|Peruvian Ambassador to South Korea Jaime Pomareda (left) poses for a group photo after a friendly soccer match between the national teams of Peru and South Korea at Suwon World Cup Stadium on Wednesday. (Peruvian Embassy)|
Foreign diplomatic missions here use public diplomacy as one way to engender popular support in South Korea ― more is always better than less. That is why even soccer makes up part of an ambassador’s foreign policy tool kit.
That is what Peru’s top diplomat here aimed for in taking part in the Peru-South Korea friendly soccer match on Wednesday.
Peruvian Ambassador to South Korea Jaime Pomareda awarded a trophy to the captains of both national soccer teams, South Korean and Peru, after a friendly match on Wednesday. The dedication inscribed on the trophy says it all: “Cup 50th anniversary of the establishment of diplomatic relations between Peru and South Korea.”
|The dedication inscribed on the winners’ trophy says: “Cup 50th anniversary of the establishment of diplomatic relations between Peru and South Korea,” underscoring the bilateral relationship between the two countries. (Peruvian Embassy)|
“The friendly soccer match between the national teams of Peru and Korea are part of what is called public diplomacy, Pomareda said. “What we are looking for is to be presented to the common citizens as a part of their daily life, showing them aspects of our country which are closer to them than the political or economical ones.”
As though bilateral relations may well depend on the games outcome, South Korea and Peru played to a scoreless draw in their friendly football match on at Suwon World Cup Stadium, about 45 kilometers south of Seoul, Wednesday night.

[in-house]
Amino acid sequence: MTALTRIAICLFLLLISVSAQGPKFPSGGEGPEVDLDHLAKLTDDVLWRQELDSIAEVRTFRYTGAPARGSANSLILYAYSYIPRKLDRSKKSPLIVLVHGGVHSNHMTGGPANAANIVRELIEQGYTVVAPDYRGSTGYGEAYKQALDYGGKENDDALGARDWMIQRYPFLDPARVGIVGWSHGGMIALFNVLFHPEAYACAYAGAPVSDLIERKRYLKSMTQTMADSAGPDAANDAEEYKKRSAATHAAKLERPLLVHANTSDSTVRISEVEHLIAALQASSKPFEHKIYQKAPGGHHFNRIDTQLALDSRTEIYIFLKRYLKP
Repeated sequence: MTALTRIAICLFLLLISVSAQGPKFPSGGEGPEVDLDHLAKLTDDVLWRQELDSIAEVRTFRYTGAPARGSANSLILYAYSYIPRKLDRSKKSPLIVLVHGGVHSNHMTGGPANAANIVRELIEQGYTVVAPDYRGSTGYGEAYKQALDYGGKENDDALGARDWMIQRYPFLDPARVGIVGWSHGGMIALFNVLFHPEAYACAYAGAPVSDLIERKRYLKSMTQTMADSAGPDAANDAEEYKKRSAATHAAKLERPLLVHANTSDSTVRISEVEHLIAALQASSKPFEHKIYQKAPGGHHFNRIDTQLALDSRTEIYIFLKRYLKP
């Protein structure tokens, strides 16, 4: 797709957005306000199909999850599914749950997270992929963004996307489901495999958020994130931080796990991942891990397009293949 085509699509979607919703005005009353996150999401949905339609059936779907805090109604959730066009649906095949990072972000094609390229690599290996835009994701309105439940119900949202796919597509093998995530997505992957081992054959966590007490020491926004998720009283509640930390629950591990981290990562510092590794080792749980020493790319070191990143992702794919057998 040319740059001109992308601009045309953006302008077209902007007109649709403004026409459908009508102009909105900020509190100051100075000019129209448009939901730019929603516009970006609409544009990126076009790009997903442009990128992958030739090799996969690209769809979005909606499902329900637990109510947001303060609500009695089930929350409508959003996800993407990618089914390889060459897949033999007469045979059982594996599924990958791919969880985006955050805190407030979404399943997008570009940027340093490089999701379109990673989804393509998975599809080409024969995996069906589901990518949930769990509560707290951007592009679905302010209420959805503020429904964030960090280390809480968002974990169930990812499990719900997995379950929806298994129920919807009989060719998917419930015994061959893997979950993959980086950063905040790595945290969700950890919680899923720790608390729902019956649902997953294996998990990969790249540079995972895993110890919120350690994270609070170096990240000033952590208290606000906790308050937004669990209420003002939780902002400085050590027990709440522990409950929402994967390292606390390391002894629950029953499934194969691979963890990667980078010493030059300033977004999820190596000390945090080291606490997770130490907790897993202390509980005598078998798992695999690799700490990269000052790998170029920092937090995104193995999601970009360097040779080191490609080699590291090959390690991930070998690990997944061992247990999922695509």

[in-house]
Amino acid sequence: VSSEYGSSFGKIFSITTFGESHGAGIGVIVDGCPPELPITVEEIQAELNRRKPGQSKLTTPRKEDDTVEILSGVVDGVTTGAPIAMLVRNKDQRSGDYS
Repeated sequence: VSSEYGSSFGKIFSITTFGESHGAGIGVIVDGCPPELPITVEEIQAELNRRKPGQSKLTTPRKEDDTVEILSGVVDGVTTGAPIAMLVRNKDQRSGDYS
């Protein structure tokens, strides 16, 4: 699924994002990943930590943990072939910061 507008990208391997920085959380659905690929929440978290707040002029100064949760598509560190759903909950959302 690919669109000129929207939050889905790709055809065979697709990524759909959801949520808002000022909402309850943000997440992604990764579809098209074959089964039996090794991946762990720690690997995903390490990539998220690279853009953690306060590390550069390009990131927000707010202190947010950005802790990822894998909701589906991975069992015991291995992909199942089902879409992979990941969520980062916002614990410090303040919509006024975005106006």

“This soccer match promoted bilateral relations between Peru and Korea since the moment when the citizens of both countries started asking about each other, their players, their national anthems, their way of supporting the teams and, of course, their customs,” Pomareda said.
“Peruvian and Korean Nationals learned more about each others’ countries than through traditional diplomacy would not have been able to do to teach them. This is the art of public diplomacy, and its importance: It deals directly with the people.”
Relations between the two countries have flourished recently. Peru and South Korea signed a free trade agreement in March 2011. The two nations inked a comprehensive strategic partnership in 2012 and this year marks the 50th anniversary of diplomatic ties which started in April 1963.